Ancient Synagogues—Archaeology and Art: New Discoveries and by Rachel Hachlili

By Rachel Hachlili

Historical Synagogues - Archaeology and artwork. New Discoveries and present examine provides archaeological facts - the structure, paintings, Jewish symbols, zodiac, biblical stories, inscriptions, and cash – which attest to the significance of the synagogue. while regarded as a complete, these kind of items of facts be certain the centrality of the synagogue establishment within the lifetime of the Jewish groups throughout Israel and within the Diaspora. most significantly, the synagogue and its paintings and structure performed a strong position within the maintenance of the basic ideals, customs, and traditions of the Jewish humans following the destruction of the second one Temple and the lack of Jewish sovereignty within the Land of Israel. The publication additionally encompasses a complement of the document at the Qazion excavation.

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Extra info for Ancient Synagogues—Archaeology and Art: New Discoveries and Current Research (Handbook of Oriental Studies)

Sample text

A central hall, occasionally with structures attached to it, composed the main building. The most prominent interior synagogue feature was the Torah shrine; worship took place facing Jerusalem. Archaeological remains of synagogues illuminate various aspects of Jewish life which are otherwise sparsely documented: these include the importance of symbolic, decorative and representational art in local Jewish life. The largest concentration of synagogue remains in the Galilee can be dated from the end of the second c.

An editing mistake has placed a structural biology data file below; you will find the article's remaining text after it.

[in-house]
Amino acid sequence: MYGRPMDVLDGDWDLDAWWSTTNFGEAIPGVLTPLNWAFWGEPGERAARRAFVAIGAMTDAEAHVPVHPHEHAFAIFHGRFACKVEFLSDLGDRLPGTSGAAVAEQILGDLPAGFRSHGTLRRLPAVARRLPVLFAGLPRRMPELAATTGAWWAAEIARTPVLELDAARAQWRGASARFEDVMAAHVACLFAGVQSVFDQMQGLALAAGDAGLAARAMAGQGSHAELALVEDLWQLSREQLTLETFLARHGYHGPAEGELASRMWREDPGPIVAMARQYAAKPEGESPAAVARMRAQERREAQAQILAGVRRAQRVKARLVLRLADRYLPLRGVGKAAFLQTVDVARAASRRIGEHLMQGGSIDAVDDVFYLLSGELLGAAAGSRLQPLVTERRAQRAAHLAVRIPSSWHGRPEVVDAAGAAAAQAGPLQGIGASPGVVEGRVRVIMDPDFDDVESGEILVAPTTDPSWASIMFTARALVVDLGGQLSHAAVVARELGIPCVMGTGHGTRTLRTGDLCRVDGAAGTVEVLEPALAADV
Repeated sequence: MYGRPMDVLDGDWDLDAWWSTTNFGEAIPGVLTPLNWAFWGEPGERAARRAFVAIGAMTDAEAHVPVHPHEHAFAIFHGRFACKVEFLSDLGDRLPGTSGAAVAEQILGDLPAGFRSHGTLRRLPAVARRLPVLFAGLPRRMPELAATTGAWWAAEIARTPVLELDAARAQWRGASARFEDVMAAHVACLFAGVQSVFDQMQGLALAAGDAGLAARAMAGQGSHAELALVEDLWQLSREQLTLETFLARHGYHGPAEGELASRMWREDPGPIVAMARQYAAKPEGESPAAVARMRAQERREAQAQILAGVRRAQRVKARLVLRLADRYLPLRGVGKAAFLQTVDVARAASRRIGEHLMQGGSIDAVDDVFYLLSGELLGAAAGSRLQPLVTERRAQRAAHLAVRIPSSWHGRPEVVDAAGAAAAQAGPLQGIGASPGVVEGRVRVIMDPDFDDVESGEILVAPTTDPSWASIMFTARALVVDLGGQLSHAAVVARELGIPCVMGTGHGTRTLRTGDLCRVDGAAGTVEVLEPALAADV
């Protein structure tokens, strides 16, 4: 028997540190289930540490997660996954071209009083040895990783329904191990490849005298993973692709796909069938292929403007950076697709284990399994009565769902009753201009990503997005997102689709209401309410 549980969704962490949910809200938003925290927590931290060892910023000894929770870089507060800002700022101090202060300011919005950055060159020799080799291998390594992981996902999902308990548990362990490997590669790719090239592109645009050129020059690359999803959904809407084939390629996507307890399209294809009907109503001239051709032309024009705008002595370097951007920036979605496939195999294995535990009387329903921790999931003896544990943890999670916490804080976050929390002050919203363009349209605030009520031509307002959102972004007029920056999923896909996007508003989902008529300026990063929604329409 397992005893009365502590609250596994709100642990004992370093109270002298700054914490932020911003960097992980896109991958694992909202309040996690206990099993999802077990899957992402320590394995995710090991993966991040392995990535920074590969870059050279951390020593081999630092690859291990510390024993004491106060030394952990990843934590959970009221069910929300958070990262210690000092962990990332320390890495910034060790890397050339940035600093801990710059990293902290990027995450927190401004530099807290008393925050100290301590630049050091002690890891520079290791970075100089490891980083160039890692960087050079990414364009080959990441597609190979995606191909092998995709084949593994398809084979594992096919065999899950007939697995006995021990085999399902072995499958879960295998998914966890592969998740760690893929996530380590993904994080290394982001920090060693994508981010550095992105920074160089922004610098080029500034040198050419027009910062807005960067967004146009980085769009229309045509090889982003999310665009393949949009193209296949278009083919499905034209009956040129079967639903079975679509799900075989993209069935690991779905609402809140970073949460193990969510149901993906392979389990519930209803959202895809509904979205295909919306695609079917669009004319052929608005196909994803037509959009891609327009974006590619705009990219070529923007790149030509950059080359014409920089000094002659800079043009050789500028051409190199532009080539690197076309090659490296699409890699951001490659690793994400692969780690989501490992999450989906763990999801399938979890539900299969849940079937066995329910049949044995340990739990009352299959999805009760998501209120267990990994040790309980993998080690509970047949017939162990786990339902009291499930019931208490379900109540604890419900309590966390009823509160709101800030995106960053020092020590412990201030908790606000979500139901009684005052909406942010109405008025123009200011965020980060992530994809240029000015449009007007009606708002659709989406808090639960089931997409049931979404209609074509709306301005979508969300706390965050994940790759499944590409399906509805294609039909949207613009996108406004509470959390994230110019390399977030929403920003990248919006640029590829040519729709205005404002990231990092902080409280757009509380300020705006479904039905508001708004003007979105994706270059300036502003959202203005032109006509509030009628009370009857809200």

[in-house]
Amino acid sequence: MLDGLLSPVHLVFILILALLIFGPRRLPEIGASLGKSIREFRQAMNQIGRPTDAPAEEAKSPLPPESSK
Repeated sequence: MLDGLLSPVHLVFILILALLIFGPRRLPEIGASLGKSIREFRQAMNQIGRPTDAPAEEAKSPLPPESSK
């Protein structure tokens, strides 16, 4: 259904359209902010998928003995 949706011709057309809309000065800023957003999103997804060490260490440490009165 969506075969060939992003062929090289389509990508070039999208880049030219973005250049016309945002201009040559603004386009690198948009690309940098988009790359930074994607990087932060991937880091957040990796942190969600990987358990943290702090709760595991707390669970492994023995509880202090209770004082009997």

In some ancient Near East cities, religious practice consisted of the worship of gods at the city gate. Levine further claims that 14 chapter one the transition from the city gate to the synagogue building occurred in the Hellenistic period, when the city gate underwent a change and became strictly functional. The need for a new setting for the abovementioned activities eventually created the synagogue; the lack of data makes it difficult to indicate a precise date for this transition or to trace the process.

Two aspects of the synagogue’s origin should be considered: is there enough evidence to sustain the contention that “the earliest dated evidence indicates the time of origin” and, does the mention of synagogues in early inscriptions from Hellenistic Egypt indicate that they began there and then? 1 Textual and Epigraphic Evidence Literary sources, such as Josephus (Against Apion 2. 175) and the New Testament (Acts 15:21), attest to the existence of synagogues in the first c. as centres of scripture reading and study (see Oster 1993; Cohen 1997; McKay 1998:105, 118–128; Levine 2000:124–129; Claussen 2003:150–152).

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